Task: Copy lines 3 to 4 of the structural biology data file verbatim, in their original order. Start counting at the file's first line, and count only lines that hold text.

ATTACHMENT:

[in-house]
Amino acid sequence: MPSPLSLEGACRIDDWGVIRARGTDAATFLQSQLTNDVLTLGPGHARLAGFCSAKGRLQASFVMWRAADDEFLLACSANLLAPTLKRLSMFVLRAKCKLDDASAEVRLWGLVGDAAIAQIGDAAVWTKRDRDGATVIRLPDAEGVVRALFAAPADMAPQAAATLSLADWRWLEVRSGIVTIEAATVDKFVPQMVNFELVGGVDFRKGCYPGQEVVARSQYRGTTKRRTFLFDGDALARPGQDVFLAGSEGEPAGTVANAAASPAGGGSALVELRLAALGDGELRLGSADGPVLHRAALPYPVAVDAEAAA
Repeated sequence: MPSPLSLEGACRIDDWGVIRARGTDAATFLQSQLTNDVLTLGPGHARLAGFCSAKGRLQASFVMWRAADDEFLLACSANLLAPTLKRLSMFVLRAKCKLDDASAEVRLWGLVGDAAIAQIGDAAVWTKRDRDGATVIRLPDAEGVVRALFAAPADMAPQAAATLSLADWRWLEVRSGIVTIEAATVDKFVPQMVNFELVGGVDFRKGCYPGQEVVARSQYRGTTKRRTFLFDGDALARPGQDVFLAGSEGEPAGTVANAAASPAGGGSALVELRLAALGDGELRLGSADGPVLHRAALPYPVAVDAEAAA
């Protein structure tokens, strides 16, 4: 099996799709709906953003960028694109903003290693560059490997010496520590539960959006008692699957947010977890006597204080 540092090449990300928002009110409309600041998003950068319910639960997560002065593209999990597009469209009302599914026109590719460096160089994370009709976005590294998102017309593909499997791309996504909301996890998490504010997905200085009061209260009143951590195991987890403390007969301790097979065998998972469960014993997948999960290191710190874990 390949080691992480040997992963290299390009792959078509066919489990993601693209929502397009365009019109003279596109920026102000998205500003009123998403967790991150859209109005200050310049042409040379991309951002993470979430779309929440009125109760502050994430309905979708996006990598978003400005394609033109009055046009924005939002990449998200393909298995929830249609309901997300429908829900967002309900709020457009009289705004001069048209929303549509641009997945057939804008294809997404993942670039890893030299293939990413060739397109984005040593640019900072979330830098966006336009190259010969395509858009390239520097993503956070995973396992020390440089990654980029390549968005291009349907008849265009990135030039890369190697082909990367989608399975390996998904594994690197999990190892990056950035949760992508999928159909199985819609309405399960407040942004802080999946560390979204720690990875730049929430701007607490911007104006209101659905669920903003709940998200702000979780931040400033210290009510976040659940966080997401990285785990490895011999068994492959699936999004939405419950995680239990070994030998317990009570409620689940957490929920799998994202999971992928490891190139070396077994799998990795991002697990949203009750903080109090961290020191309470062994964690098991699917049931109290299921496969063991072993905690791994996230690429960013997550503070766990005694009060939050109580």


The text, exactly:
Repeated sequence: MPSPLSLEGACRIDDWGVIRARGTDAATFLQSQLTNDVLTLGPGHARLAGFCSAKGRLQASFVMWRAADDEFLLACSANLLAPTLKRLSMFVLRAKCKLDDASAEVRLWGLVGDAAIAQIGDAAVWTKRDRDGATVIRLPDAEGVVRALFAAPADMAPQAAATLSLADWRWLEVRSGIVTIEAATVDKFVPQMVNFELVGGVDFRKGCYPGQEVVARSQYRGTTKRRTFLFDGDALARPGQDVFLAGSEGEPAGTVANAAASPAGGGSALVELRLAALGDGELRLGSADGPVLHRAALPYPVAVDAEAAA
């Protein structure tokens, strides 16, 4: 099996799709709906953003960028694109903003290693560059490997010496520590539960959006008692699957947010977890006597204080 540092090449990300928002009110409309600041998003950068319910639960997560002065593209999990597009469209009302599914026109590719460096160089994370009709976005590294998102017309593909499997791309996504909301996890998490504010997905200085009061209260009143951590195991987890403390007969301790097979065998998972469960014993997948999960290191710190874990 390949080691992480040997992963290299390009792959078509066919489990993601693209929502397009365009019109003279596109920026102000998205500003009123998403967790991150859209109005200050310049042409040379991309951002993470979430779309929440009125109760502050994430309905979708996006990598978003400005394609033109009055046009924005939002990449998200393909298995929830249609309901997300429908829900967002309900709020457009009289705004001069048209929303549509641009997945057939804008294809997404993942670039890893030299293939990413060739397109984005040593640019900072979330830098966006336009190259010969395509858009390239520097993503956070995973396992020390440089990654980029390549968005291009349907008849265009990135030039890369190697082909990367989608399975390996998904594994690197999990190892990056950035949760992508999928159909199985819609309405399960407040942004802080999946560390979204720690990875730049929430701007607490911007104006209101659905669920903003709940998200702000979780931040400033210290009510976040659940966080997401990285785990490895011999068994492959699936999004939405419950995680239990070994030998317990009570409620689940957490929920799998994202999971992928490891190139070396077994799998990795991002697990949203009750903080109090961290020191309470062994964690098991699917049931109290299921496969063991072993905690791994996230690429960013997550503070766990005694009060939050109580």